Sessions: I’ll Defend DOJ From ‘Unfair’ Criticisms, Address Any ‘Bias’ I Find

on January 26, 2018 in Quantico, Virginia.
QUANTICO, VA - JANUARY 26: Attorney General Jeff Sessions speaks during a Drug Enforcement Agency (DEA), graduation ceremony for new Special Agents, on January 26, 2018 in Quantico, Virginia. (Photo by Mark Wilson/Getty Images)
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In a speech Friday afternoon in Norfolk, Virginia, Attorney General Jeff Sessions addressed recent criticisms of the Justice Department and vowed to defend his department from any “unfair” critiques and root out any bias he finds among the department’s staffers.

The comments come as the Justice Department and FBI face an effort from GOP lawmakers in Congress to undermine the investigations into President Donald Trump’s campaign and transition team. Republicans have alleged bias among the FBI officials investigating Trump and claimed that the FBI abused a surveillance program while carrying out that investigation.

Sessions said that one of his goals as attorney general is “eliminating political bias or favoritism – in either direction – from our investigations and prosecutions,” according to his prepared remarks.

“That sort of thinking is the antithesis of what the Department stands for, and I won’t tolerate it,” he said.

The attorney general said he would identify “mistakes of the past” and correct them “for the future.”

“When we find problems, we’re addressing them head on, not sweeping them under the rug. Much of what we are doing is behind the scenes, but some of it is squarely in the public view,” Sessions said in his prepared remarks.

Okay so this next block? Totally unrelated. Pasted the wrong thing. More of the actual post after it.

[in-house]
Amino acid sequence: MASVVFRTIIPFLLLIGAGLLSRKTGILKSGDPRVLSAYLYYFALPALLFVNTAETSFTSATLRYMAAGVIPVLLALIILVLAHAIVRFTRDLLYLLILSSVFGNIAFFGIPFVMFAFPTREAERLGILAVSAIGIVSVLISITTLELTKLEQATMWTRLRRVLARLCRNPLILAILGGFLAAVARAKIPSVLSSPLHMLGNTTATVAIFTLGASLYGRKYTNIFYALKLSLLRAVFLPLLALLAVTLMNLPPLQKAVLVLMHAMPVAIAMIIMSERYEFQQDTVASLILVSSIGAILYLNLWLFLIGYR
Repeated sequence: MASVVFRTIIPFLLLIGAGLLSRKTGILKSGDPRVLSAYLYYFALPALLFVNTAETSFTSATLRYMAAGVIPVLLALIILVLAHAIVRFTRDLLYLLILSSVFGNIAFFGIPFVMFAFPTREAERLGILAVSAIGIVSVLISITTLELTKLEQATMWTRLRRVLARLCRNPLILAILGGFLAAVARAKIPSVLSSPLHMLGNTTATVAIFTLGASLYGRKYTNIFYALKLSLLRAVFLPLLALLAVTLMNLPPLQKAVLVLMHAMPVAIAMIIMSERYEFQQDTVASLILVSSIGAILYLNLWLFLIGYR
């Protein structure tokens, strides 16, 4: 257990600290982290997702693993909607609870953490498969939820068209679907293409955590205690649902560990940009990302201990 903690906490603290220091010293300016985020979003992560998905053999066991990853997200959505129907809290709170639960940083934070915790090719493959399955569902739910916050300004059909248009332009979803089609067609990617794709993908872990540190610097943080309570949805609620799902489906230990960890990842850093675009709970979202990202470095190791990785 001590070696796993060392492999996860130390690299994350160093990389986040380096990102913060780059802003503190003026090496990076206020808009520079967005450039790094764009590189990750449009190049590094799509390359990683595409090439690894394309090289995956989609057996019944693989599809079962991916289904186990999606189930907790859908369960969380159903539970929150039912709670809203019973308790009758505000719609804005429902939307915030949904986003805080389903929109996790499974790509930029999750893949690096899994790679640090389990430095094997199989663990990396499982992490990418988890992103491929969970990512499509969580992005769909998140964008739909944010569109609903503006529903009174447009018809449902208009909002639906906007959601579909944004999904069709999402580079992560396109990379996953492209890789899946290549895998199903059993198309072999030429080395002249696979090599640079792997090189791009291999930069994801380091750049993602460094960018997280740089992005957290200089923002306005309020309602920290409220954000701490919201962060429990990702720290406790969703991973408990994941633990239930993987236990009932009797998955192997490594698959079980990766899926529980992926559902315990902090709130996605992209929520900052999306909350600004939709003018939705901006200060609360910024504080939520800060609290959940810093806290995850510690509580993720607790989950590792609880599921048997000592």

Despite Sessions’ apparent acknowledgement of bias within the Justice Department, a claim that has not been proven, he said that his department would “defend our investigators and prosecutors from criticism that is unfair.”

“Our goal is justice. All our work is subject to review with certain restraints. We will not reject justified review. Our work requires constant improvement and adjustment, but it must always be founded on integrity and law,” he said in his prepared remarks.

Sessions also called for Congress to be “a partner in this effort.”

“When they learn of a problem and start asking questions, that is a good thing. Sunlight truly is the best disinfectant. Truth produces confidence,” he said.

A memo crafted by Republican staffers on the House Intelligence Committee purports to show that the FBI misled a Foreign Intelligence Surveillance court judge by failing to mention that one of its sources for a surveillance application, Trump dossier author Christopher Steele, was being paid by Democrats for his research. (It does not appear that the FBI relied solely on Steele’s information for the FISA warrant application.)

House Republicans have not permitted the Justice Department to view the anti-FBI memo despite calls from the department to view the memo.

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